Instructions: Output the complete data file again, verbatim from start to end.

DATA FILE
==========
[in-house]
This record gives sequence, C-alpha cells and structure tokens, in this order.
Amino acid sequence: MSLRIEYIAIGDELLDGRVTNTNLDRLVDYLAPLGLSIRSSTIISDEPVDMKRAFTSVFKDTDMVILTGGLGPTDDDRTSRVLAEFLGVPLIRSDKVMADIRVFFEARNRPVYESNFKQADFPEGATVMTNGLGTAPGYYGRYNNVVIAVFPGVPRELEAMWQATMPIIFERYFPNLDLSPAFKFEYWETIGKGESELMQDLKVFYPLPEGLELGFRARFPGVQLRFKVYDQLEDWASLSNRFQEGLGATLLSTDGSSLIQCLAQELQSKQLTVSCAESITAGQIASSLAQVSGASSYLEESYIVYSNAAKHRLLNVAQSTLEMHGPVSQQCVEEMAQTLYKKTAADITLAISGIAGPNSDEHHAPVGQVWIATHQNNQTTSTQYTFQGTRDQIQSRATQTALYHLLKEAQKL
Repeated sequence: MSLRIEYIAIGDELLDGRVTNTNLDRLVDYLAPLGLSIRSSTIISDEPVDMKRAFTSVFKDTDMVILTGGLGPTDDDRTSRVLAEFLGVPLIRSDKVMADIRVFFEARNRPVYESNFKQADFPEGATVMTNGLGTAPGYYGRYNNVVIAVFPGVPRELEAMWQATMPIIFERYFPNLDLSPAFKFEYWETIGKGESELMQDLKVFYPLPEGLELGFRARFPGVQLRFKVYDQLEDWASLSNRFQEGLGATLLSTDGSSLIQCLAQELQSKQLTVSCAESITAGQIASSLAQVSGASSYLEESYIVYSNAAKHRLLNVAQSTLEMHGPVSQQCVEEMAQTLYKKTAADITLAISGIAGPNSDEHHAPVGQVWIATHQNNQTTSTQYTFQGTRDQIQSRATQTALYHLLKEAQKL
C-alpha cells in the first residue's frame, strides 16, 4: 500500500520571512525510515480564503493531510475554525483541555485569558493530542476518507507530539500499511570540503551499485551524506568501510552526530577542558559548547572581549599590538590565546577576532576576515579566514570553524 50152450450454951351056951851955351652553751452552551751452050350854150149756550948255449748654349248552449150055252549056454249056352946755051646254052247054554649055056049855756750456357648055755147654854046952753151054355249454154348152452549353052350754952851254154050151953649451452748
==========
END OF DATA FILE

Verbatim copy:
[in-house]
This record gives sequence, C-alpha cells and structure tokens, in this order.
Amino acid sequence: MSLRIEYIAIGDELLDGRVTNTNLDRLVDYLAPLGLSIRSSTIISDEPVDMKRAFTSVFKDTDMVILTGGLGPTDDDRTSRVLAEFLGVPLIRSDKVMADIRVFFEARNRPVYESNFKQADFPEGATVMTNGLGTAPGYYGRYNNVVIAVFPGVPRELEAMWQATMPIIFERYFPNLDLSPAFKFEYWETIGKGESELMQDLKVFYPLPEGLELGFRARFPGVQLRFKVYDQLEDWASLSNRFQEGLGATLLSTDGSSLIQCLAQELQSKQLTVSCAESITAGQIASSLAQVSGASSYLEESYIVYSNAAKHRLLNVAQSTLEMHGPVSQQCVEEMAQTLYKKTAADITLAISGIAGPNSDEHHAPVGQVWIATHQNNQTTSTQYTFQGTRDQIQSRATQTALYHLLKEAQKL
Repeated sequence: MSLRIEYIAIGDELLDGRVTNTNLDRLVDYLAPLGLSIRSSTIISDEPVDMKRAFTSVFKDTDMVILTGGLGPTDDDRTSRVLAEFLGVPLIRSDKVMADIRVFFEARNRPVYESNFKQADFPEGATVMTNGLGTAPGYYGRYNNVVIAVFPGVPRELEAMWQATMPIIFERYFPNLDLSPAFKFEYWETIGKGESELMQDLKVFYPLPEGLELGFRARFPGVQLRFKVYDQLEDWASLSNRFQEGLGATLLSTDGSSLIQCLAQELQSKQLTVSCAESITAGQIASSLAQVSGASSYLEESYIVYSNAAKHRLLNVAQSTLEMHGPVSQQCVEEMAQTLYKKTAADITLAISGIAGPNSDEHHAPVGQVWIATHQNNQTTSTQYTFQGTRDQIQSRATQTALYHLLKEAQKL
C-alpha cells in the first residue's frame, strides 16, 4: 500500500520571512525510515480564503493531510475554525483541555485569558493530542476518507507530539500499511570540503551499485551524506568501510552526530577542558559548547572581549599590538590565546577576532576576515579566514570553524 50152450450454951351056951851955351652553751452552551751452050350854150149756550948255449748654349248552449150055252549056454249056352946755051646254052247054554649055056049855756750456357648055755147654854046952753151054355249454154348152452549353052350754952851254154050151953649451452748